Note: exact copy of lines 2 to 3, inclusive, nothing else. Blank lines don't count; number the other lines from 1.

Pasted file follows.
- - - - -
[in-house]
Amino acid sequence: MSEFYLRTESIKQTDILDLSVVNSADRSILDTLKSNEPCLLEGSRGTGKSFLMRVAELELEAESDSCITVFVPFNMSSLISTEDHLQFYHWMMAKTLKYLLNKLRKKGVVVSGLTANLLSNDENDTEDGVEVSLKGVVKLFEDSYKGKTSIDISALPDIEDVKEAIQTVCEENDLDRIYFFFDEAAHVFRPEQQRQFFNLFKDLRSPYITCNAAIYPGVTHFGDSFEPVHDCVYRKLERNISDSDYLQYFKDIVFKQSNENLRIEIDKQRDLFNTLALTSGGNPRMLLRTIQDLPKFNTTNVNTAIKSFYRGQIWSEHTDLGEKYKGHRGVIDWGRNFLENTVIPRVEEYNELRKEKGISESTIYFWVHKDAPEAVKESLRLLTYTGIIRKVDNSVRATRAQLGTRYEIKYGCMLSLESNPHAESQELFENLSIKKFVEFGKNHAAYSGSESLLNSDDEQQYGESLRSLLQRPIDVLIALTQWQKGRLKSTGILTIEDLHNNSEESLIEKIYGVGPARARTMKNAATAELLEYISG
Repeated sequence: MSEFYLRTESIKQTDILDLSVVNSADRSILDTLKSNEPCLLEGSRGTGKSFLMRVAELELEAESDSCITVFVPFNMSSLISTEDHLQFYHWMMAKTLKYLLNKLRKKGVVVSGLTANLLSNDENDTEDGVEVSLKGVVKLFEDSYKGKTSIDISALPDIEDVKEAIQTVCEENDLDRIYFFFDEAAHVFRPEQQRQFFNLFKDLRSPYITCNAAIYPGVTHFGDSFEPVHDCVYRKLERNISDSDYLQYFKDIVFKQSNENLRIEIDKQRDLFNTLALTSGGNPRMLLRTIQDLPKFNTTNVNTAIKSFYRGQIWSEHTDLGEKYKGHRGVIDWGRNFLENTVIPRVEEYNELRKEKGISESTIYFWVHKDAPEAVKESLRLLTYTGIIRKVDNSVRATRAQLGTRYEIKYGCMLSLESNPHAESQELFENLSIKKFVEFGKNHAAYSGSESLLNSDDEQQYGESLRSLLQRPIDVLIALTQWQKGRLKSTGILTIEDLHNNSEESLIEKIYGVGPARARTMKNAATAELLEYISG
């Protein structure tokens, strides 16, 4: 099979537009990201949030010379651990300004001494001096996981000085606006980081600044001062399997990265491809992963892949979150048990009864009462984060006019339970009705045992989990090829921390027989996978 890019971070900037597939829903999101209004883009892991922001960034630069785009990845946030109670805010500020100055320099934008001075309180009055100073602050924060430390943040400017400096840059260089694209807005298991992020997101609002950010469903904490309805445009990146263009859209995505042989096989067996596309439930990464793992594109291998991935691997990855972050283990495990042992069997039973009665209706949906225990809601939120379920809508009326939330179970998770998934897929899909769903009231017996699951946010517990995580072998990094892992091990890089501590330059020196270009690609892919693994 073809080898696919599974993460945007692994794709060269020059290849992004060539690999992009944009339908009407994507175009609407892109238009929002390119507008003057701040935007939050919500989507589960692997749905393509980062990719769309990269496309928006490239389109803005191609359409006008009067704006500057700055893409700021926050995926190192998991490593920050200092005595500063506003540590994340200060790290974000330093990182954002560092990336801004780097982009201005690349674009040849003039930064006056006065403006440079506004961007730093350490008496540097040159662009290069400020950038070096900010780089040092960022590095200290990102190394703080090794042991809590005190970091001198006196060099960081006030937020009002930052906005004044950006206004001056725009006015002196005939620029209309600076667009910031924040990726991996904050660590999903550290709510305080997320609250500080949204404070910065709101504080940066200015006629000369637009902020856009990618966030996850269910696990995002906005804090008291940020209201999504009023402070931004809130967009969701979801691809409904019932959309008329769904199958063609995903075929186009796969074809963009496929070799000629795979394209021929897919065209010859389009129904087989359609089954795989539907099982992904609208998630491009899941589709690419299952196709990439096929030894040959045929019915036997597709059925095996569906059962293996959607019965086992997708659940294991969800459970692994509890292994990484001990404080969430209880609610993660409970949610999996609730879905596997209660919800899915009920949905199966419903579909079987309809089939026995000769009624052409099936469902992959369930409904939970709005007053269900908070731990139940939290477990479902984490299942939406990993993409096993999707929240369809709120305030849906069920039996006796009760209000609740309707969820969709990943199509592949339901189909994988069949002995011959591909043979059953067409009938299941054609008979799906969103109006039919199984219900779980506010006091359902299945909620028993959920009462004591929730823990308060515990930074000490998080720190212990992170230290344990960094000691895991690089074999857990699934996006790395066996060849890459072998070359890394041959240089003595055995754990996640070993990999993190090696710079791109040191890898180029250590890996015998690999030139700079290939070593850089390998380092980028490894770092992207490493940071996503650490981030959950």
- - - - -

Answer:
Amino acid sequence: MSEFYLRTESIKQTDILDLSVVNSADRSILDTLKSNEPCLLEGSRGTGKSFLMRVAELELEAESDSCITVFVPFNMSSLISTEDHLQFYHWMMAKTLKYLLNKLRKKGVVVSGLTANLLSNDENDTEDGVEVSLKGVVKLFEDSYKGKTSIDISALPDIEDVKEAIQTVCEENDLDRIYFFFDEAAHVFRPEQQRQFFNLFKDLRSPYITCNAAIYPGVTHFGDSFEPVHDCVYRKLERNISDSDYLQYFKDIVFKQSNENLRIEIDKQRDLFNTLALTSGGNPRMLLRTIQDLPKFNTTNVNTAIKSFYRGQIWSEHTDLGEKYKGHRGVIDWGRNFLENTVIPRVEEYNELRKEKGISESTIYFWVHKDAPEAVKESLRLLTYTGIIRKVDNSVRATRAQLGTRYEIKYGCMLSLESNPHAESQELFENLSIKKFVEFGKNHAAYSGSESLLNSDDEQQYGESLRSLLQRPIDVLIALTQWQKGRLKSTGILTIEDLHNNSEESLIEKIYGVGPARARTMKNAATAELLEYISG
Repeated sequence: MSEFYLRTESIKQTDILDLSVVNSADRSILDTLKSNEPCLLEGSRGTGKSFLMRVAELELEAESDSCITVFVPFNMSSLISTEDHLQFYHWMMAKTLKYLLNKLRKKGVVVSGLTANLLSNDENDTEDGVEVSLKGVVKLFEDSYKGKTSIDISALPDIEDVKEAIQTVCEENDLDRIYFFFDEAAHVFRPEQQRQFFNLFKDLRSPYITCNAAIYPGVTHFGDSFEPVHDCVYRKLERNISDSDYLQYFKDIVFKQSNENLRIEIDKQRDLFNTLALTSGGNPRMLLRTIQDLPKFNTTNVNTAIKSFYRGQIWSEHTDLGEKYKGHRGVIDWGRNFLENTVIPRVEEYNELRKEKGISESTIYFWVHKDAPEAVKESLRLLTYTGIIRKVDNSVRATRAQLGTRYEIKYGCMLSLESNPHAESQELFENLSIKKFVEFGKNHAAYSGSESLLNSDDEQQYGESLRSLLQRPIDVLIALTQWQKGRLKSTGILTIEDLHNNSEESLIEKIYGVGPARARTMKNAATAELLEYISG